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Lion tamer Claire Heliot poses with her arm draped over a lion's mane
Lion tamer Claire Heliot (author's collection)

We talk to Peta Tait, author of Fighting nature, about animal performers, opportunistic showmen, and the particular challenges and excitements of working with theatrical ephemera.

Fighting nature brings together two fields: performance studies and animal studies. Have you always been interested in both? What led you to your interest in animal studies?

My academic specialisation is twentieth-century theatre and drama. Performance studies is an extension of these areas and I write about body-based performance in particular. This led me to consider animal performers over the past decade in relation to the pro-animal politics of animal studies. I should say that this interest has been influenced by academic colleagues who have become friends.

In Fighting nature, you show how 19th-century animal acts reflected deep-seated beliefs about animal–human relations and the right of humans to exploit other species. How much do you think our attitudes have changed in the decades since?

One of my main concerns is that ideas about the right to hunt and capture other species with state-of-the-art weaponry gained momentum during the 19th-century, then became entrenched during the twentieth century and fueled the ambitions of hunters everywhere. While the scale of animal exploitation, especially in food production, has expanded rapidly and is now unprecedented, the display of animals for entertainment was initially also a driving force within this whole process.

You describe how colonial audiences, including in Australia, responded differently from audiences in Europe and the USA to some types of performance, for instance to women appearing in lion-taming acts. Why was this?

I was surprised to discover that women performers appearing in lion acts were banned during the 1890s in Australian and New Zealand, despite half a century of their appearances in England, Europe and the USA. There was a far greater sensitivity in the colonies about the public status of women in relation to dangerous exotic animals. Despite the contradiction of colonial women working hard physically, this could be attributed to a belief in femininity as a civilising influence on what was probably a tough masculine fighting culture.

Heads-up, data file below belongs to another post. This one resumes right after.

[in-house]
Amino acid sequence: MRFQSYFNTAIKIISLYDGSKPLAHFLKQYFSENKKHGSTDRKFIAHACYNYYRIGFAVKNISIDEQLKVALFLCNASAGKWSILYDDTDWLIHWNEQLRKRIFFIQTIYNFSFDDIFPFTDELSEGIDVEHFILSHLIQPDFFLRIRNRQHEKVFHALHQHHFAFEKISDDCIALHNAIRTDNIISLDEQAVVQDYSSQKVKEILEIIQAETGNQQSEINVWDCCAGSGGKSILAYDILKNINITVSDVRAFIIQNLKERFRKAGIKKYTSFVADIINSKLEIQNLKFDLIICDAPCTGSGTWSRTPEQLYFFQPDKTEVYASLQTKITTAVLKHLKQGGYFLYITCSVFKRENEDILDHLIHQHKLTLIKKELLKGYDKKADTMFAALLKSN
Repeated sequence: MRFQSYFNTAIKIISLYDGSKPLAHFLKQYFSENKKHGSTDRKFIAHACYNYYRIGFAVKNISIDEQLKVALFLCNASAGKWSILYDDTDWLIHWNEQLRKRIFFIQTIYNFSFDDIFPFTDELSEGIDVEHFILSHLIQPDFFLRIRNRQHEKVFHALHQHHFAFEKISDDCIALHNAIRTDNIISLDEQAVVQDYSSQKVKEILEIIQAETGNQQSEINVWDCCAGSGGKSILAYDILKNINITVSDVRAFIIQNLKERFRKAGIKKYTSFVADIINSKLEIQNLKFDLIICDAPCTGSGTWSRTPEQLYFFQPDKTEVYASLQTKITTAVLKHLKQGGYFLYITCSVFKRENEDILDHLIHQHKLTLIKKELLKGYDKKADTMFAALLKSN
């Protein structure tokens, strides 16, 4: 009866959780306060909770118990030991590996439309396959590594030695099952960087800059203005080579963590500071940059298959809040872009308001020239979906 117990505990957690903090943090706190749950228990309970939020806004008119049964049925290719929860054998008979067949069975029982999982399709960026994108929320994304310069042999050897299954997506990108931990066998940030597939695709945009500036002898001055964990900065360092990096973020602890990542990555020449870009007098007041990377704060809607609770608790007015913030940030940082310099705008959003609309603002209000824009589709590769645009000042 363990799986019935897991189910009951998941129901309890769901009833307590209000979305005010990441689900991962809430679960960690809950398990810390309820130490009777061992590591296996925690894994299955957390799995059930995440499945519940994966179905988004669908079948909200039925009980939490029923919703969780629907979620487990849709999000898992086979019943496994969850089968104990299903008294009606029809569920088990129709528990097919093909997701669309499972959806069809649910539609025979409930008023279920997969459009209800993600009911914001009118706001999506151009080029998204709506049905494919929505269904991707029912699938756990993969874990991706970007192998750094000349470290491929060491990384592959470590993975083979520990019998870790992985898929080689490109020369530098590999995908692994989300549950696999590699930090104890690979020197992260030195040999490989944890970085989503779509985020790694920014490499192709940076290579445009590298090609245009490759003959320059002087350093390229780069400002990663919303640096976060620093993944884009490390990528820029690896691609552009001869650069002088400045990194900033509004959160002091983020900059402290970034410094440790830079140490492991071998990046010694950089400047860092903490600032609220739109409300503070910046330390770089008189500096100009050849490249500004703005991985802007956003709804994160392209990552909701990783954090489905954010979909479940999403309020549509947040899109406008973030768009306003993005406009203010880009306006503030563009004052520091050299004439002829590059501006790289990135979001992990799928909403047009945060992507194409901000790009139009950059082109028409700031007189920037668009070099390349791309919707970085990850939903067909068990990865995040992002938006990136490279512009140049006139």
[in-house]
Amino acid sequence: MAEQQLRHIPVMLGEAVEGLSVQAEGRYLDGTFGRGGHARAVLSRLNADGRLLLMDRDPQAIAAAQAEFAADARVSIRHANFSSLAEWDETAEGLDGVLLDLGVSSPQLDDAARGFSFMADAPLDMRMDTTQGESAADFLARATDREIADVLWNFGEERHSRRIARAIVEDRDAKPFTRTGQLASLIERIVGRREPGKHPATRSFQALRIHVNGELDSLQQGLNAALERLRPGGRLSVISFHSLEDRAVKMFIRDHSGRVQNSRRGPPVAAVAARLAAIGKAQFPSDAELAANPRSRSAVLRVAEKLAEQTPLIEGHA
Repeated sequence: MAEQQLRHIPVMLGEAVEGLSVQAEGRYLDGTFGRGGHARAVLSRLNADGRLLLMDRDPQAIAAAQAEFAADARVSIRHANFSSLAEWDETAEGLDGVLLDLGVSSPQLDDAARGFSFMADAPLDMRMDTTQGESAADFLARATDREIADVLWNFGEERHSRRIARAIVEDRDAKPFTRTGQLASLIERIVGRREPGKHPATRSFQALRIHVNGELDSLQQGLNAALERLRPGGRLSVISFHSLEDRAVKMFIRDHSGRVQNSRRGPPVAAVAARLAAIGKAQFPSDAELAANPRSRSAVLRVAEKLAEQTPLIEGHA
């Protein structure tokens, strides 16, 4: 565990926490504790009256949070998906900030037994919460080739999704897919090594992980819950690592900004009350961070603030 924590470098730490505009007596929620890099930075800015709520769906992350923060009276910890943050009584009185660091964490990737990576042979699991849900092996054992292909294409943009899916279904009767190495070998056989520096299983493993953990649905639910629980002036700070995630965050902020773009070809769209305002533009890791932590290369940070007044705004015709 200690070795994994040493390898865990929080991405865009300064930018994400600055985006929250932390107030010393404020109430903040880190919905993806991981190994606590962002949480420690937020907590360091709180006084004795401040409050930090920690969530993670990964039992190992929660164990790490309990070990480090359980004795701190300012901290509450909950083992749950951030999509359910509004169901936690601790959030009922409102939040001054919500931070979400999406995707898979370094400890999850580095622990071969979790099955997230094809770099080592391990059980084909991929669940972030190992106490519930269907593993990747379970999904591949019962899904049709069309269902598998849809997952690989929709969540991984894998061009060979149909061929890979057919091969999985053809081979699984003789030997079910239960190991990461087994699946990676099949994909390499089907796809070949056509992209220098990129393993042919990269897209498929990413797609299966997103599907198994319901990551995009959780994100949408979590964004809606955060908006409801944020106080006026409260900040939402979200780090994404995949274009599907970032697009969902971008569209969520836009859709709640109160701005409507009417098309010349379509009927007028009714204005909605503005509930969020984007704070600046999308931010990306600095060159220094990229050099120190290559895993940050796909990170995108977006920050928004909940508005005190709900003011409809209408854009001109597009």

You draw extensively on archival research – newspaper reports, theatre programs, advertisements, first-hand accounts. What was involved in tracking down this material? What are the biggest joys and challenges of archival research?

The great joy of hours spent in obscure archives is always a surprise discovery; for example, the banning of women tamers or the extended argument in nineteenth-century newspapers against animal acts. The biggest challenge is that live theatrical performance was ephemeral and menageries and circuses were even more so. Even if a menagerie or a performance toured widely, there is not always sufficient accompanying archival material about the performance for it to be analysed.

There are so many larger-than-life characters in Fighting nature, particularly among the performers, tamers and promoters. Do you have a favourite personality, animal or anecdote of those you uncovered in your research?